It has long been known that vitamin D and calcium are essential elements needed to maintain bone structure and integrity. As better health and nutrition have become more important focuses in our lives, supplements have become more popular, especially vitamins such as vitamin D. Vitamin D can be measured by blood testing in the form of 25 Hydroxy VitaminD (25-OH VitD). Supplementation with Vitamin D has many theoretical advantages, but the true questions are: do these potential advantages translate to improved health; if so, is there an optimal amount to take?
Vitamin D and bones:
Vitamin D is essential for adequate absorption of calcium and bone structural maintenance. Studies show that a blood level less than 20 ng/ml of OH VitD has been associated with greater compromise in bone integrity (Osteopenia and Osteoporosis) than if the level is above 20.
Vitamin D and the heart:
There are several studies which show a definite relationship between low levels of vitamin D and heart disease. One such important study called the Framingham Offspring Study demonstrated a greater risk of heart disease in patients with OH VitD less than 10 ng/ml vs. 15 ng/ml vs. 20 ng/ml. Other studies showed a greater propensity of lower levels of vitamin D in patients with heart disease when compared to those patients without any heart disease. At this time there are no large prospective studies that show supplementation with vitamin D reducing heart disease. Although large prospective studies are not available to date, adequate levels of vitamin D certainly appear to be beneficial to the heart.
Vitamin D and women of advanced age:
There is substantial evidence showing that not only are the number of fractures reduced with adequate vitamin D supplementation (hip fracture being a life threatening complication in elderly women), but adequately treated patients also tend to have better balance and fewer falls . It is felt that vitamin D may reduce the risk for falling because of improvement in strength and muscle function, thus improving balance.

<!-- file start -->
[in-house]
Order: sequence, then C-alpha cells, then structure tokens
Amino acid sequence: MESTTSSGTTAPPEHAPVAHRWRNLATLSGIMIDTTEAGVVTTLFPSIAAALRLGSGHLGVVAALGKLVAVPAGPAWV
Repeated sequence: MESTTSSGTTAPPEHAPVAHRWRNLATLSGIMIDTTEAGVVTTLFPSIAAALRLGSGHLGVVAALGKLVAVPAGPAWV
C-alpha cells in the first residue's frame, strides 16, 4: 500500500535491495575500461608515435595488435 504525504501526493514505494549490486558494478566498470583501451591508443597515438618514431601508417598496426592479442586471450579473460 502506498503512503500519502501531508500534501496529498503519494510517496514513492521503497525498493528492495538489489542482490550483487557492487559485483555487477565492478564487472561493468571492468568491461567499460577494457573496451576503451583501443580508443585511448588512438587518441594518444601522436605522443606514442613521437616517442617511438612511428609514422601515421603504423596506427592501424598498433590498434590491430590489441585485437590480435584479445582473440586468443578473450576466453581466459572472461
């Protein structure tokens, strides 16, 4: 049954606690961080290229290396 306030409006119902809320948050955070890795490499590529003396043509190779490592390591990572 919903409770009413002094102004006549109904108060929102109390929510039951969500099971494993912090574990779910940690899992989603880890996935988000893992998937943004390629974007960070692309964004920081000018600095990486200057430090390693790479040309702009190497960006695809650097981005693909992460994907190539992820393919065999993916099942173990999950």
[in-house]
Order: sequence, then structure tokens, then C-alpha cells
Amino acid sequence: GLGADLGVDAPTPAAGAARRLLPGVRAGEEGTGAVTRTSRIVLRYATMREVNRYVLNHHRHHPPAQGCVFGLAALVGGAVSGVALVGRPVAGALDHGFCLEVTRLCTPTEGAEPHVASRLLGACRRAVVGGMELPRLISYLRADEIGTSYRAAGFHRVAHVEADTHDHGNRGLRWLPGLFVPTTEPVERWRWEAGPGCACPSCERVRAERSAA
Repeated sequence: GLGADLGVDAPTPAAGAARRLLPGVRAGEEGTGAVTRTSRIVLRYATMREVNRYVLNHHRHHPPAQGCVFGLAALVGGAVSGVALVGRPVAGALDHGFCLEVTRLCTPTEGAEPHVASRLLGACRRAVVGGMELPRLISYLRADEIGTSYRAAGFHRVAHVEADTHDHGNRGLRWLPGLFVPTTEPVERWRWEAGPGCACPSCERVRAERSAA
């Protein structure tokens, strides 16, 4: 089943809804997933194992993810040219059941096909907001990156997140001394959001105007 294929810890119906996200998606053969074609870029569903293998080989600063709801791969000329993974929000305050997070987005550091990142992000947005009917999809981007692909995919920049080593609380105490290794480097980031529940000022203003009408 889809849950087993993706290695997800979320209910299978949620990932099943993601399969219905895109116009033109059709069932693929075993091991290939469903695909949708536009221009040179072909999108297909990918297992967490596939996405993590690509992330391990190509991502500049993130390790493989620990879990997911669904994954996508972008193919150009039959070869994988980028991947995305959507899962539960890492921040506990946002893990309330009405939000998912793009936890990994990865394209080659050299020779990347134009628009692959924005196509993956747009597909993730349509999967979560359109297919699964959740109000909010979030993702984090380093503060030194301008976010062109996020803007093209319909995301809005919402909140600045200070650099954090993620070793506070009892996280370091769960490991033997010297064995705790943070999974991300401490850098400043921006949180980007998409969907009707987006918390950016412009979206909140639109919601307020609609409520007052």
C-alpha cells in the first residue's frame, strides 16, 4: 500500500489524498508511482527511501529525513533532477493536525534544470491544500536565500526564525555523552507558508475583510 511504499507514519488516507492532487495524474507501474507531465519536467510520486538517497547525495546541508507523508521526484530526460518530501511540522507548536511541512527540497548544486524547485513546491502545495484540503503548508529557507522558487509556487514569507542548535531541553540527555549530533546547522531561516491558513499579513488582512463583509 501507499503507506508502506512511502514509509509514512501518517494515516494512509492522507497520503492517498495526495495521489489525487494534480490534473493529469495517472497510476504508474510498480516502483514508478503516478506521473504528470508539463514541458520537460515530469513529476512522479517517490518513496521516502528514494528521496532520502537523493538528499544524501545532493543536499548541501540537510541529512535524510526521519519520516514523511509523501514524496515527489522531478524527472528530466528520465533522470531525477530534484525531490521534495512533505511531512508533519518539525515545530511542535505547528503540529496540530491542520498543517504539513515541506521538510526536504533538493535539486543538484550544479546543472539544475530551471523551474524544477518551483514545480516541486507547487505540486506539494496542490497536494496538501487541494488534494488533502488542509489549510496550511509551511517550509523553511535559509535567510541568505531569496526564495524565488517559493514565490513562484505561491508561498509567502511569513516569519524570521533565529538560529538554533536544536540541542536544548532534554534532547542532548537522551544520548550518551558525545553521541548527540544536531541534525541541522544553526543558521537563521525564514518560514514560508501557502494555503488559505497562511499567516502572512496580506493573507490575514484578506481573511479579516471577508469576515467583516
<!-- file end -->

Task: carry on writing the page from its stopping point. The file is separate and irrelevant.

Vitamin D and breast cancer:
The evidence is not yet overwhelming but there is a large Canadian study which showed a reduction in breast cancer when patients took 4,000 units/day of vitamin D (Anderson Journal of Nutrition, 2010). The Nurses’ Health Study (Journal of the National Cancer Institute, 2002) showed reductions in breast cancer in premenopausal women taking vitamin D supplementation in doses between 500-1,000 units/day.
The one major concern is whether vitamin D may have negative effects when taken in very large supplemental doses. There is some concern that OH VitD levels in the range of 50-100 ng/ml may be associated with pancreatic cancer. Because of this concern, the National Cancer Society does not endorse vitamin D as being cancer protective.
It is clear that taking proper vitamin D with calcium supplementation reduces both the incidence of falls and risk of life threatening fractures in older women. It also appears that vitamin D may have many benefits. Considering all available information, prudent supplementation that keeps blood levels of OH VitD between 30-50 ng/ml is a good idea. The Institute of Medicine recommends that doses of vitamin D should not exceed 4,000 units/day, and that doses between 800-1000/day are satisfactory to maintain optimum blood levels in the range of 30-50 ng/ml.